the OR’s as a rallying point. The Hart house was dismantled in the 1940s.
A Civil War Trails marker next to Gus’ Fried Chicken on West South Street
includes a vintage photo that locates the position of this Hart house.
Colonel Richardson arrived with his brigade first. The OR’s said he formed
up too far to the East and was not facing the Union fort. He was most
likely on the ridge that is East of Mount Pleasant Road and parallels
Keough Road to the south. He shifted his forces left to this location.
Chalmers arrived on the scene and placed his brother’s 18 Mississippi
Cavalry Battalion and his light artillery in the center of the line.
Enlarge Chalmers Center of
This is a view looking North down Main Street from South Street and
looking towards the town square and water tower. Photos from the early
1900’s show very little trees in the town. The eye witness reports
describe this as a field. This area would have been the center of the
battle with Sherman’s train straddling this road just south of the
All of the regiments in Chalmers forces were cavalry and usually fought
dismounted. His cavalry division included two artillery battalions: Reneau and Buckner. One of the guns in Reneau Battery was disabled when
the carriage broke during the previous day. The remaining gun may have
been loaned to Buckner Battery. Buckner Batter was armed with one 3-inch
ordnance gun and 4 rare William’s Guns. The Williams Gun was a rapid-fire,
breech-loading smooth bore gun that fired at 1.6-inch iron shot at a rate
of 25 rounds per minute. Only 42 were made during the war. The Union OR’s
correctly identify the caliber but incorrectly describe it as a rifled
gun. During the battle, Lt. Holt describes how he moved his guns by hand
from this ridge up to the RR in order to fire close range at the
Chalmers plan of attack was to send a flank attack in both directions and
hit the Union fort from three sides. Col. Duckworth led the 7 Tenn & 2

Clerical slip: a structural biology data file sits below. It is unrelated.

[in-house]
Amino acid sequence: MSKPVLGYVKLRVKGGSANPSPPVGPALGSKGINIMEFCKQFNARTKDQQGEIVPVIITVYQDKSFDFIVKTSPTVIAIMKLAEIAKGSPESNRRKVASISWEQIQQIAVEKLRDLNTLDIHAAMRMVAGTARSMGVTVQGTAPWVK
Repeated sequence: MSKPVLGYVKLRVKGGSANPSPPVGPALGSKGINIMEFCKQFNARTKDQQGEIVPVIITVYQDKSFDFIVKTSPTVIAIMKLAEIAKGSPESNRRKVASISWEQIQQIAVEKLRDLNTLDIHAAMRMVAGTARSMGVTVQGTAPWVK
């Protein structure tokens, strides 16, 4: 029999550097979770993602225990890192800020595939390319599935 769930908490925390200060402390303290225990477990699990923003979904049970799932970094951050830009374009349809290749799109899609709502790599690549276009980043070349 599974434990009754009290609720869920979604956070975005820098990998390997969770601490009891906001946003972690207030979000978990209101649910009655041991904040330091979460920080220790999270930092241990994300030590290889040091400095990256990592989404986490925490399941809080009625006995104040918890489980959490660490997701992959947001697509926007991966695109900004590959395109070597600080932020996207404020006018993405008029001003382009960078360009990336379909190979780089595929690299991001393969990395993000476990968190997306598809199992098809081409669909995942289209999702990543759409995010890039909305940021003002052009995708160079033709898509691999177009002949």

Missouri Cavalry to the woods on the West of the fort. Col. McGuirk lead
the 3 Miss and 1 Miss Cavalry far around to the East. McGuirk’s group
engaged a picket about 1 mile north of town. They attacked the camp of the
7 Illinois Cavalry during their Sunday worship service. The 7 Illinois Cavalry were routed and
fled into the swamps of the Wolf River. The Confederates captured 18
wagons and 150 mules and 100 horses and destroyed what they could not
carry away. However this minor victory diverted McGuirk from his attack on
The focus of battle seemed to be centered on the depot, west of the fort.
The Confederate left wing advanced to the RR and boarded the train and set
it on fire. They removed the horses from the cars, including General
Sherman’s horse, Dolly. They also took General Ewing’s sword from some
baggage. The fire was put out, but the engine was riddled by cannon fire
from across the ridge. After 5 hours, General Chalmers pulled back, as
Union reinforcements double-timed from Germantown.
After the battle of Collierville, Chalmers’ division headed back to their
base at Oxford. They fought one last battle on October 13th at Wyatt (now
Wyatt’s Crossing Public Use Area boat ramp on Sardis Lake near Hwy 7)..
Enlarge Sherman’s Train and
After the fall of Vicksburg, General Sherman was promoted and placed in
command of the troops. After the Battle of Chickamauga, General Grant
requested Sherman bring his forces to Chattanooga. Sherman traveled with
his family up the Mississippi River and his son caught typhoid fever and
died in Memphis. Only a couple of week’s later, Sherman’s train was headed
East-bound. The train passed the RR depot at Collierville about Noon and
was flagged down. The 13 Illinois Regiment unloaded at the same time the
Confederates sent out a flag of truce. The Regulars formed south of the RR
and along the RR cut. The train backed up so the last car was next to the
Depot. After the truce ended, the firing began and the 13th pulled back
north of the RR and manned the fort, depot and rifle pits.
This photo is looking East across Mount Pleasant Road at a RR cut. The
terrain further to the South (right) has been built-up for commercial
property and the RR bed elevation has changed over the years. Local
citizens told of finding cannon balls in the trees along this embankment
on the south side of the RR.
Union reported 164 casualties for this battle. Confederate claimed Union
casualties and prisoners were 320 for the 10 days of the raid. Confederate
reported their losses were 128 casualties for the entire raid including
the 4 other battles in Mississippi.